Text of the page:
The injured climber's partner checked their torso and back for injuries. The injured climber complained of some rib pain. Their were many abrasions on the back, but no deep wounds or bruising, and the spine seemed to be unaffected by the fall. The injured climber also said they did not believe a head injury occurred during the fall. The helmet appeared untouched.

At the injured climber’s request, their partner pulled a jacket from the climber's pack, and a cordelette, and created a sling for the injured climber’s arm. The plan was to haul them up to the tree anchor, and rappel down the South face of Concord. The injured climber was asked once again if they wanted a professional rescue and again declined. They did accept an offer for a splint, so their partner made a crude splint using two chock-pick tools and a length of perlon. The partner clipped the loop of the haul rope into the injured climber’s harness before climbing the slabby terrain back to the anchor tree.

The injured climber was pulled up the rock to the anchor tree using the 6:1 drop-loop haul system set up by the climb leader. The injured climber was able to stand and keep their feet in front/under during the haul, though it was clear that they were  in a lot of pain and could only move very slowly.  They were still being belayed on the climbing rope during the raise. Once at the tree anchor, they were secured to the anchor and given a jacket for warmth (now in the shade).

A tandem rappel was necessary to get the injured climber off the route. Not wanting to trust the current (small tree) anchor with the task, and knowing there were bolts on the summit, the climb leader was belayed up the short pitch to the summit block. While climb leader was setting up the rappel off the bolts, the rest of the team rejoined at the tree anchor.  The climb leader descended down to the tree anchor and began setting up a tandem rappel system anchored off the summit bolts.

The climb leader and injured climber were ready to rappel. Because they were not directly under the bolted anchor on the summit, we knew that a swing was inevitable. In order to control this as much as possible, the tail of the second rope was clove hitched with a locking carabiner to the climb leader’s extended rappel loop, and run through a belayer anchored to the tree anchor.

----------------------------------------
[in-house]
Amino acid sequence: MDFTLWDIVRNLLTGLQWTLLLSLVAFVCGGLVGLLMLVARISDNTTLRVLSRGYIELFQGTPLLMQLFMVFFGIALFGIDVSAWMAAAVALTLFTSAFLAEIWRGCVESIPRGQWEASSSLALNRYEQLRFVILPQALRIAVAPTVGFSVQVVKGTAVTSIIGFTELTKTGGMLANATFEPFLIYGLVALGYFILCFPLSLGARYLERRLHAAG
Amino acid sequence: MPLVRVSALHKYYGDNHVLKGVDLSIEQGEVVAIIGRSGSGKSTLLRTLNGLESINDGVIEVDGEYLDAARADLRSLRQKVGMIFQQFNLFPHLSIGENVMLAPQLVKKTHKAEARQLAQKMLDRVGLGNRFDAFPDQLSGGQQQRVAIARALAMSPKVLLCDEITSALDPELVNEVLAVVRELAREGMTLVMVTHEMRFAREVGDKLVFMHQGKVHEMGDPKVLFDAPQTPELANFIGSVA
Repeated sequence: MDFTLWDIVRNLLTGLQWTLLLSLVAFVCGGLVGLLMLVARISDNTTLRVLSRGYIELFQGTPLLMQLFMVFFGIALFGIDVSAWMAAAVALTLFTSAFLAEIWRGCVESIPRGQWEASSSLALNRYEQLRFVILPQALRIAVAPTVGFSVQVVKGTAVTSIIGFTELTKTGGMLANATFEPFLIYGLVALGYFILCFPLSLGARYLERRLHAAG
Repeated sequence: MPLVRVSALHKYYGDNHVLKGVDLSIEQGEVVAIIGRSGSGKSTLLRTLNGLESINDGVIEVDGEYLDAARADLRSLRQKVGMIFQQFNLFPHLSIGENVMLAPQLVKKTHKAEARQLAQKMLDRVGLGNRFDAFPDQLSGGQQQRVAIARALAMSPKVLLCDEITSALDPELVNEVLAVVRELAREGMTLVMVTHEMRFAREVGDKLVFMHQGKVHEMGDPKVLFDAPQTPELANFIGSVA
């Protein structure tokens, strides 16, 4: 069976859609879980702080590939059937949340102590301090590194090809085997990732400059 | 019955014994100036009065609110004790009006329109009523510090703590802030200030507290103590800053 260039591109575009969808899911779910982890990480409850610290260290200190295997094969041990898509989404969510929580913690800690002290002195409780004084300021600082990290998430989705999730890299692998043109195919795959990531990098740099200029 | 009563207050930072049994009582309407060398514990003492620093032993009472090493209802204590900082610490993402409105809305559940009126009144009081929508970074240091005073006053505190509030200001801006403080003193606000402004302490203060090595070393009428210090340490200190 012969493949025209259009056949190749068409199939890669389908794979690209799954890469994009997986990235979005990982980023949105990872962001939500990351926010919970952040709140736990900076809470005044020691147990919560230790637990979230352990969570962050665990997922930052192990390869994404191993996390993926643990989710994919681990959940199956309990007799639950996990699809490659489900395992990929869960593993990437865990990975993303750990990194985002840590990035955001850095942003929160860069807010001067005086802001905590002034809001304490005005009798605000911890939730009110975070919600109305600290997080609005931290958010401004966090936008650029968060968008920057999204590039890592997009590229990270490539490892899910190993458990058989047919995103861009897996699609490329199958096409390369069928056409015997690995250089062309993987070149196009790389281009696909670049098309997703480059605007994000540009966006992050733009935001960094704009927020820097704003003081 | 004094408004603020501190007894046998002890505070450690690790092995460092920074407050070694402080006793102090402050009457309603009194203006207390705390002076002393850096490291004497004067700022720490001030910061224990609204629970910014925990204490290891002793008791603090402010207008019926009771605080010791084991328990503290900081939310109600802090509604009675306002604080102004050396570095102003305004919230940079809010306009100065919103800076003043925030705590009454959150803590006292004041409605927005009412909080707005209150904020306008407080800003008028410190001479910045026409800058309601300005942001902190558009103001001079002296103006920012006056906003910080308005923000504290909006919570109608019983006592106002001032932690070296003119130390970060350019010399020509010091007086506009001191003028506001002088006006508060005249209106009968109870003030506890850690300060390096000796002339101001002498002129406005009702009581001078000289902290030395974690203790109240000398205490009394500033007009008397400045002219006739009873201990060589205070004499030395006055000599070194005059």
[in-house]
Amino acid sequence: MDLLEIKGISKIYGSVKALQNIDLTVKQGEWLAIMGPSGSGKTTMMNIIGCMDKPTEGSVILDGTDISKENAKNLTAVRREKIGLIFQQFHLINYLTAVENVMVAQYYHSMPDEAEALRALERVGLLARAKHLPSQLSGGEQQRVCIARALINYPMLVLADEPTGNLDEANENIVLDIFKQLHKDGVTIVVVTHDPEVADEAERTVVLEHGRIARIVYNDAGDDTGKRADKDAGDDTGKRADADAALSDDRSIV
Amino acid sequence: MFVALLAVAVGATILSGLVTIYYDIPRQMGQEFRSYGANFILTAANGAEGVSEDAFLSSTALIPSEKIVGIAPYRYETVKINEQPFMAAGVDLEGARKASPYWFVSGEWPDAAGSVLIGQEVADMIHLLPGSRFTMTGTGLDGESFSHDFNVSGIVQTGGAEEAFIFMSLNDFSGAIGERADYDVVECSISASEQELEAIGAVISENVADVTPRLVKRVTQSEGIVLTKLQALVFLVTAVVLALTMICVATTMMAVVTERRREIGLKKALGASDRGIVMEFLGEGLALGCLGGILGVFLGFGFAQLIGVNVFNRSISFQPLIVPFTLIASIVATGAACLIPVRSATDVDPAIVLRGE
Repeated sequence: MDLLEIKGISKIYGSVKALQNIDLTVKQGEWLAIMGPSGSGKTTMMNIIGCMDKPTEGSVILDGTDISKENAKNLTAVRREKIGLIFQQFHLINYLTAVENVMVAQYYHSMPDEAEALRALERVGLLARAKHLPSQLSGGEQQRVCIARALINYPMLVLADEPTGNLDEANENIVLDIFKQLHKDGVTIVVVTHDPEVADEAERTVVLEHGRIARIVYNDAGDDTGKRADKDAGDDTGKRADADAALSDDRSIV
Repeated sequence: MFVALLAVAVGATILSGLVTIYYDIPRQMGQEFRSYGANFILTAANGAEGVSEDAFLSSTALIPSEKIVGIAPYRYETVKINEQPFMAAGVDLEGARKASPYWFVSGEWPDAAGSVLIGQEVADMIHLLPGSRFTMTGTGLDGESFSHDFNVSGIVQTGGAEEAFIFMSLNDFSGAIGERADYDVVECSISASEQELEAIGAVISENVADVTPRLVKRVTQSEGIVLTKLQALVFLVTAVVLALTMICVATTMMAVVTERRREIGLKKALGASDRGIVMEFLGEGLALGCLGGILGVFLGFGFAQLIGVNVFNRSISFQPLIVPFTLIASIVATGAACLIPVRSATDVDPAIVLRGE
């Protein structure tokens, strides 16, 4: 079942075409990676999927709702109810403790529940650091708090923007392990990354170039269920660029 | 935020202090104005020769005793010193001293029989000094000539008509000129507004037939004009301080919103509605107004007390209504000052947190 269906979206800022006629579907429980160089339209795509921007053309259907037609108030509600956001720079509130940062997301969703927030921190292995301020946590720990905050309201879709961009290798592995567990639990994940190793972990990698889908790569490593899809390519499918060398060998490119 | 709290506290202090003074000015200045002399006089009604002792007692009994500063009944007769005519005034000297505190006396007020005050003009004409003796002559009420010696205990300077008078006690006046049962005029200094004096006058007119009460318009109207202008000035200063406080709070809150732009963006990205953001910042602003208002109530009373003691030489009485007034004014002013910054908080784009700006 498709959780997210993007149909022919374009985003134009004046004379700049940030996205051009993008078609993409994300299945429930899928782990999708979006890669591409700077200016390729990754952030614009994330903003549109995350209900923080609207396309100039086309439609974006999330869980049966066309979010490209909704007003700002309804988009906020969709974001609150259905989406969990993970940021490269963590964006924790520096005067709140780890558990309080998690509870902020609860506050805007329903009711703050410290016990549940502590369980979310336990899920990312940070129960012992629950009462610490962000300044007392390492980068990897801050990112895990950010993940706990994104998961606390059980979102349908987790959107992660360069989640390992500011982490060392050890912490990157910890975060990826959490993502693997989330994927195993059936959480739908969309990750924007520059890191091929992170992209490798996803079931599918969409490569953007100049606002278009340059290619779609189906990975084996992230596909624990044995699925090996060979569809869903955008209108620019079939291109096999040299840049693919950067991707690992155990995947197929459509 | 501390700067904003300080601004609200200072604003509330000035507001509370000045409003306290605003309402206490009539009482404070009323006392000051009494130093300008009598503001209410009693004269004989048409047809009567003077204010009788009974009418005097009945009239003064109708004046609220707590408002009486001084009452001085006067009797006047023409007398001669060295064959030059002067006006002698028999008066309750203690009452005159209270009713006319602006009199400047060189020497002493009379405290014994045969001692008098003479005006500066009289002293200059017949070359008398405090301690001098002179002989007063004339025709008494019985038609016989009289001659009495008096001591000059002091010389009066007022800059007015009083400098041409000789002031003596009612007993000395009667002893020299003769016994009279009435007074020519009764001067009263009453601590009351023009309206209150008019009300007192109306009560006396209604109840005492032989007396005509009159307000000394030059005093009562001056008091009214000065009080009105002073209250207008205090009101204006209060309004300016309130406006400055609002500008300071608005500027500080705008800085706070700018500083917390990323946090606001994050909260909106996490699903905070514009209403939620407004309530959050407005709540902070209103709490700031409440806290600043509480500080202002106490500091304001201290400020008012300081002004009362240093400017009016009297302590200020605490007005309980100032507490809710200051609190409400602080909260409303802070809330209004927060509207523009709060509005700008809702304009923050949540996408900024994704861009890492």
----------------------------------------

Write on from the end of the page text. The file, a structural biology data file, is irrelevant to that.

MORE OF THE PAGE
As the rappelers stepped off the ledge onto the South face, the belayer slowly let out rope to get them to a neutral hanging position. Once a neutral position was achieved, the rappelling climb leader removed the clove hitch from the rappel extension and continued the rappel.

Because of the indirect routing of the rappel rope, the climb leader and the injured climber eventually neared the end of the rope and could not reach the next rappel station. The leader yelled to the other two climbers, who had climbed to the summit for the standard rappel down.

The climbers on the summit finished setting up a rappel rope on the summit, and one rappelled down to the tandem rappelers. The injured climber transferred to the new rappel rope and the tandem rappelers continued down.

The climber remaining mid-route was belayed back to the summit on the original rappel rope by the climber at the top, and this team set up their own rappel and started down.

The group safely rappelled to the base of the climb. The time was approximately 5:30pm.

The injured climber took some ibuprofen and Tylenol. Party members assisted with changing shoes, creating a better splint, and getting ready for the hike out. The injured climber started down the gulley first, as the rest of the team pulled ropes and stowed gear, joining shortly.

Progress down the gulley was slow at first, but quickened as the ibuprofen/and Tylenol took effect, and the terrain eased.

The team got to the trailhead parking lot at approximately 8pm and Overlake Hospital (in Bellevue) around 11:30pm.

Report from doctor: Broken ribs, sternum, and wrist. Air in the chest.

Lessons Learned


More protection (better protecting the crux), might have mitigated the fall.